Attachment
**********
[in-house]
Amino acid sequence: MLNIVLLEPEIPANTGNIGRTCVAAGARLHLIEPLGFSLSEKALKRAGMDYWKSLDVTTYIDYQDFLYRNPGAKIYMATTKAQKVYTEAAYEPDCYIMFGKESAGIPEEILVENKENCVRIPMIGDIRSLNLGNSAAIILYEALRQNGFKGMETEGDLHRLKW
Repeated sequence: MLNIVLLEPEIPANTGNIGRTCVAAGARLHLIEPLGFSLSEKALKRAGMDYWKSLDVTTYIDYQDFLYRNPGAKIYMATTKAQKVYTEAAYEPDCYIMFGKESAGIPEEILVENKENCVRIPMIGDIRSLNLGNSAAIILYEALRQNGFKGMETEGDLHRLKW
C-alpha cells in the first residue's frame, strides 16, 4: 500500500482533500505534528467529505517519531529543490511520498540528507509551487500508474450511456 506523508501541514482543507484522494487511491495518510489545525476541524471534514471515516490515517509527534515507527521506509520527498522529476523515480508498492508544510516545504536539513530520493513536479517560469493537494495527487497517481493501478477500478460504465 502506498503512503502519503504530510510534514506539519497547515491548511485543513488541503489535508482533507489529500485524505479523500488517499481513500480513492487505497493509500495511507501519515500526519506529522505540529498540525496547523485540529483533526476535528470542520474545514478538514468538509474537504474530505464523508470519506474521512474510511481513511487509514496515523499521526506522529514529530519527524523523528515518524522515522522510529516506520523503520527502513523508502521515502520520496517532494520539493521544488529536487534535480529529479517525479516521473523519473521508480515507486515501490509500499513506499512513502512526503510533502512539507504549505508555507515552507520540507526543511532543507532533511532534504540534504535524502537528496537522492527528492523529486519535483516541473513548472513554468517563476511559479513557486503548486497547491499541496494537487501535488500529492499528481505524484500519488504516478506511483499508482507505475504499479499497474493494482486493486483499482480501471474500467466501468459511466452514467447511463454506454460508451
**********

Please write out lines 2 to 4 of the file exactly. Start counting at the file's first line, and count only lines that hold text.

Amino acid sequence: MLNIVLLEPEIPANTGNIGRTCVAAGARLHLIEPLGFSLSEKALKRAGMDYWKSLDVTTYIDYQDFLYRNPGAKIYMATTKAQKVYTEAAYEPDCYIMFGKESAGIPEEILVENKENCVRIPMIGDIRSLNLGNSAAIILYEALRQNGFKGMETEGDLHRLKW
Repeated sequence: MLNIVLLEPEIPANTGNIGRTCVAAGARLHLIEPLGFSLSEKALKRAGMDYWKSLDVTTYIDYQDFLYRNPGAKIYMATTKAQKVYTEAAYEPDCYIMFGKESAGIPEEILVENKENCVRIPMIGDIRSLNLGNSAAIILYEALRQNGFKGMETEGDLHRLKW
C-alpha cells in the first residue's frame, strides 16, 4: 500500500482533500505534528467529505517519531529543490511520498540528507509551487500508474450511456 506523508501541514482543507484522494487511491495518510489545525476541524471534514471515516490515517509527534515507527521506509520527498522529476523515480508498492508544510516545504536539513530520493513536479517560469493537494495527487497517481493501478477500478460504465 502506498503512503502519503504530510510534514506539519497547515491548511485543513488541503489535508482533507489529500485524505479523500488517499481513500480513492487505497493509500495511507501519515500526519506529522505540529498540525496547523485540529483533526476535528470542520474545514478538514468538509474537504474530505464523508470519506474521512474510511481513511487509514496515523499521526506522529514529530519527524523523528515518524522515522522510529516506520523503520527502513523508502521515502520520496517532494520539493521544488529536487534535480529529479517525479516521473523519473521508480515507486515501490509500499513506499512513502512526503510533502512539507504549505508555507515552507520540507526543511532543507532533511532534504540534504535524502537528496537522492527528492523529486519535483516541473513548472513554468517563476511559479513557486503548486497547491499541496494537487501535488500529492499528481505524484500519488504516478506511483499508482507505475504499479499497474493494482486493486483499482480501471474500467466501468459511466452514467447511463454506454460508451